Above is an example of a painting by another great landscape painter, Edward Seago. 1910-1974 I apologize for having cropped the right hand side of the picture slightly, although for our purposes here it shouldn't matter too much.As I am sure you have noticed I champion a lot of lesser known 20th century artists. I have every book on him I can find. They are all British and till now, out of print.
Seago used to be absolutely unknown in America but that is evidently changing. He was very well known in England, and was collected by the royal family. Seago sold out shows routinely. Although he was very successful financially, Seago was ignored or dismissed by the art press of his day. Perhaps a little like Norman Rockwell, he was thought of as lowbrow, I guess. Time has raised our brows some. He lived and worked at the low ebb of traditional painting. I will tell you the story of his somewhat tragic life tomorrow.
There are now two available books on Seago,
Both are full of excellent color reproductions.
They may be had through Amazon .I wouldn't be surprised if studying these books radically changed how you approach landscape painting. Ron Ransom is himself a painter and has spent many years studying Seago, so his notes on the paintings are useful in contrast to so many art books with good plates and dim commentary.
Seago was a master of handling and edges, and design, he could do it all. However I will begin by talking about his edges, because that is the subject at hand, isn't it? Lets look at this detail of the piece.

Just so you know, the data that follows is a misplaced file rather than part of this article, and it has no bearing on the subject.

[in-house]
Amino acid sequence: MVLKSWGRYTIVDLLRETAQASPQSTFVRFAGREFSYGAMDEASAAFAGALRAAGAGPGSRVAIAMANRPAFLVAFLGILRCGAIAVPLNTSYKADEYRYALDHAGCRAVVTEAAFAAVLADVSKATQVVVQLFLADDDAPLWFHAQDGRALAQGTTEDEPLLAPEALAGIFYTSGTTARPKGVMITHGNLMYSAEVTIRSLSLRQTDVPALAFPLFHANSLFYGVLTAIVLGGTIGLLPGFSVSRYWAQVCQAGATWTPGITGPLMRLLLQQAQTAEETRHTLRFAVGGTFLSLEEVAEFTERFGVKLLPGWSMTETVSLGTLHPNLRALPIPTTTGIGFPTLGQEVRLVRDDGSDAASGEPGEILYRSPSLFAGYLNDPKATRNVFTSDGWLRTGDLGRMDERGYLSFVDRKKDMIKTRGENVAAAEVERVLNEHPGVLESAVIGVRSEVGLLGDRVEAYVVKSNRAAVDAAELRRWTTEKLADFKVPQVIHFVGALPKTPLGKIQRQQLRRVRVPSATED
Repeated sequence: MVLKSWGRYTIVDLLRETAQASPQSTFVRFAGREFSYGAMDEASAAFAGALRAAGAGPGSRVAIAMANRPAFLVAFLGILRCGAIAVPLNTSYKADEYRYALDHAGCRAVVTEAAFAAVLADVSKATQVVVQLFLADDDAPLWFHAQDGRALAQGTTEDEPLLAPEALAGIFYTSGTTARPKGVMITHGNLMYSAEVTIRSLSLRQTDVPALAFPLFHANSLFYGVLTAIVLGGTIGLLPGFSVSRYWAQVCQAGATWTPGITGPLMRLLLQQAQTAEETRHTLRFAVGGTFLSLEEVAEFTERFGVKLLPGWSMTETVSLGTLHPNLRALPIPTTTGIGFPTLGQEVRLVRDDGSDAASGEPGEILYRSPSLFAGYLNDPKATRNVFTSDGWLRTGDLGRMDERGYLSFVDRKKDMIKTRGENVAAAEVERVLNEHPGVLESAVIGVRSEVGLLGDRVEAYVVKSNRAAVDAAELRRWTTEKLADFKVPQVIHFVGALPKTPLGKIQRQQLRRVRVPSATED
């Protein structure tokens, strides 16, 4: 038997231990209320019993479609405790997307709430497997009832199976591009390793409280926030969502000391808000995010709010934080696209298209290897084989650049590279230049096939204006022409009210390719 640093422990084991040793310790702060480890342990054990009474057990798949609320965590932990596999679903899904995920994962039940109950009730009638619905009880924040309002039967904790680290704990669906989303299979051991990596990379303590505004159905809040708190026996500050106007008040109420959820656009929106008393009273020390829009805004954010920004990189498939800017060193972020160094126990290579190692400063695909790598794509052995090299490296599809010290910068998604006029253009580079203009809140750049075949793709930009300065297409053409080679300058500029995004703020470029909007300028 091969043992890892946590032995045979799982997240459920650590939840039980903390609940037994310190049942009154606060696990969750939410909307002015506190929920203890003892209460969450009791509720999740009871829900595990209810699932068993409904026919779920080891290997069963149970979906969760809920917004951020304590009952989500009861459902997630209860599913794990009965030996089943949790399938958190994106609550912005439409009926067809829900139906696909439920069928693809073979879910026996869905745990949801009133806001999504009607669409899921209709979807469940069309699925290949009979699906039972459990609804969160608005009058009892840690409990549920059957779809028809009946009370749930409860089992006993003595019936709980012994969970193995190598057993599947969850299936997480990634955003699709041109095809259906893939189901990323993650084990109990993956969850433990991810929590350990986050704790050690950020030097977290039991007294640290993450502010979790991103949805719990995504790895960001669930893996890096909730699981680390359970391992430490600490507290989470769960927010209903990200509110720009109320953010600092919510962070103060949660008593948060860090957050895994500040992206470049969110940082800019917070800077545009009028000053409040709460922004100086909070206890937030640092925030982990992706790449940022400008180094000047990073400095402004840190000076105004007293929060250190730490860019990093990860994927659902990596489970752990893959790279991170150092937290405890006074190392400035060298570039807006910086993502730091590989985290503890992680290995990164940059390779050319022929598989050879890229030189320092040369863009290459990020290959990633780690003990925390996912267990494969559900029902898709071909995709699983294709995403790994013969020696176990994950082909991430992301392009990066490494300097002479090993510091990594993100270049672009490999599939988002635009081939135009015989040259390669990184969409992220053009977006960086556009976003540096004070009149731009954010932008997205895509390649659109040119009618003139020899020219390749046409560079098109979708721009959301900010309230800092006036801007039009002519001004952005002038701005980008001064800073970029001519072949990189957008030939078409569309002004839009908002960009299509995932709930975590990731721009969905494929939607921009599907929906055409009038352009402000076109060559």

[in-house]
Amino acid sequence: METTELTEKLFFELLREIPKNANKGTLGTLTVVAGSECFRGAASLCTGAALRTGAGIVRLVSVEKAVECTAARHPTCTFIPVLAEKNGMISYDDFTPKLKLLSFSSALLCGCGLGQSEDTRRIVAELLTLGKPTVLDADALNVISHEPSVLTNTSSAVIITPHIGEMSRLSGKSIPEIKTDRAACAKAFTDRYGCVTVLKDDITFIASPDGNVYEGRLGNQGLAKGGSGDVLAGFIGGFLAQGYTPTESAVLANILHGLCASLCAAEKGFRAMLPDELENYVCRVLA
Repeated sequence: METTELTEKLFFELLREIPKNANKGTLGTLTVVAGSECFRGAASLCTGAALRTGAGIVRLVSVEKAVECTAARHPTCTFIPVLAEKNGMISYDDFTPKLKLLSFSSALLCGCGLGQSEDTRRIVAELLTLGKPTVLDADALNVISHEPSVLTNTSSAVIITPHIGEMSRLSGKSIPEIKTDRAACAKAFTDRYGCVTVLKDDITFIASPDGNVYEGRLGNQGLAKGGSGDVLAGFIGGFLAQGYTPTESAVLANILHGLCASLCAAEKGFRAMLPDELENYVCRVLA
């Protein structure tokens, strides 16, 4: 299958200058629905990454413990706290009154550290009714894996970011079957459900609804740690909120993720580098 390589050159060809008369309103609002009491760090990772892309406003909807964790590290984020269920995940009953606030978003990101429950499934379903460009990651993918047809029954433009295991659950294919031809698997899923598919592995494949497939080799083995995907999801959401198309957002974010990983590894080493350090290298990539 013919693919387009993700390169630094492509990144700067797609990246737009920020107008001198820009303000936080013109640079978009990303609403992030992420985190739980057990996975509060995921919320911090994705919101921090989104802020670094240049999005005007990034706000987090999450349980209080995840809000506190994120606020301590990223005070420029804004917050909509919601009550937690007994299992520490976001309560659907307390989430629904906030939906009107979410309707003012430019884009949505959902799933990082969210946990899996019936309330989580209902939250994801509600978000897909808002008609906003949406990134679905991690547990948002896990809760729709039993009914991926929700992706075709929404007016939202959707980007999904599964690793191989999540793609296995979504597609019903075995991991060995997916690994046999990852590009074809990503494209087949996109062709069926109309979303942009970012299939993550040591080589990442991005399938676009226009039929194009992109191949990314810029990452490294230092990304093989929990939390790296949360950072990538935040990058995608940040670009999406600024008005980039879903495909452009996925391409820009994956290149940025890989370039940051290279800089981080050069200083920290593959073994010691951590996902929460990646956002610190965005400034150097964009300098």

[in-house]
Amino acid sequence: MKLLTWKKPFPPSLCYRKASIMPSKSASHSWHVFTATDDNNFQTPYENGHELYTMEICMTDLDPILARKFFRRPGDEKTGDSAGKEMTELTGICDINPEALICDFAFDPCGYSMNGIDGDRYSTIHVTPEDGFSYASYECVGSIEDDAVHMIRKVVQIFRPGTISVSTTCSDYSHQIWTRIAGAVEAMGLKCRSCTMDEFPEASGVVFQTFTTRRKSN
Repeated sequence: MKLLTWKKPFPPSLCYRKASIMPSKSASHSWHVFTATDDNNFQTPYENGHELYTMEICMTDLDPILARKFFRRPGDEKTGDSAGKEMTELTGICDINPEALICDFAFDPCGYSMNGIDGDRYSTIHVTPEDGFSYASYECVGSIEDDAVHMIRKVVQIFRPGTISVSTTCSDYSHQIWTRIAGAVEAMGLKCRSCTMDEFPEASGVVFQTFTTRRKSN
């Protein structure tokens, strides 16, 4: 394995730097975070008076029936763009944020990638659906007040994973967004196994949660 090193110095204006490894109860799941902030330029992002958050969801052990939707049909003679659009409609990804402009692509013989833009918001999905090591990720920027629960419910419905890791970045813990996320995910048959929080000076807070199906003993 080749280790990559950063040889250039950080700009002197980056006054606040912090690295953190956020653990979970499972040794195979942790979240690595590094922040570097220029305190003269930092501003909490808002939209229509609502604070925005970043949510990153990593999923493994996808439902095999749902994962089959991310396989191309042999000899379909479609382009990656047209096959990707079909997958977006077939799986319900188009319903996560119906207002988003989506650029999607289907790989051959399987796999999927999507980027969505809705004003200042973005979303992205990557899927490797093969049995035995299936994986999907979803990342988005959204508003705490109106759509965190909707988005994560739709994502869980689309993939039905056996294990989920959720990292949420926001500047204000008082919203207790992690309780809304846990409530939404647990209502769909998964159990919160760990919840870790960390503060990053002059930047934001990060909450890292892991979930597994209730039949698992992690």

Seago has done something I briefly mentioned a post or so back. You see it done with the branches of trees, by a lot of landscape painters but Seago uses it all over his paintings. That is the dragged paint application you see in the branches on the right hand side of this detail. Now this painting is 22 by 36 so what you are seeing is pretty big, so Seago is a loose painter. Real brushy too.
Look closely at the branches there and notice something else. They are dragged over a texture already existing on the canvas. That texture is not part of the brushwork or impasto of the day that Seago painted that branch over it. He has pre-textured the canvas. In a future post I will describe several ways of doing that. What this does for Seago is it gives him a way to soften or obliterate his edges and he uses it everywhere. It is one of the "secrets" of his technique.
If you click on the top image you will get a larger view of the painting and can see this crumbled brush stroke is all over the painting. So long as he kept out of his medium, this edge was automatically "softened". He had to thin his paint to get a hard edge such as that on the houses in the middle of the painting. Notice how the bright one with its gable end facing us, is layed in with a knife. Crisp.
The whole foreground is just big overlapping brushstrokes of different colors but the same value. That also gives edge control. He throws in a couple of accents and the viewer does the rest. You can almost watch this picture painting itself.
Tomorrow I will dissect this painting some more, particularly how the various means of controlling edges have aided Seago in controlling the viewers eye.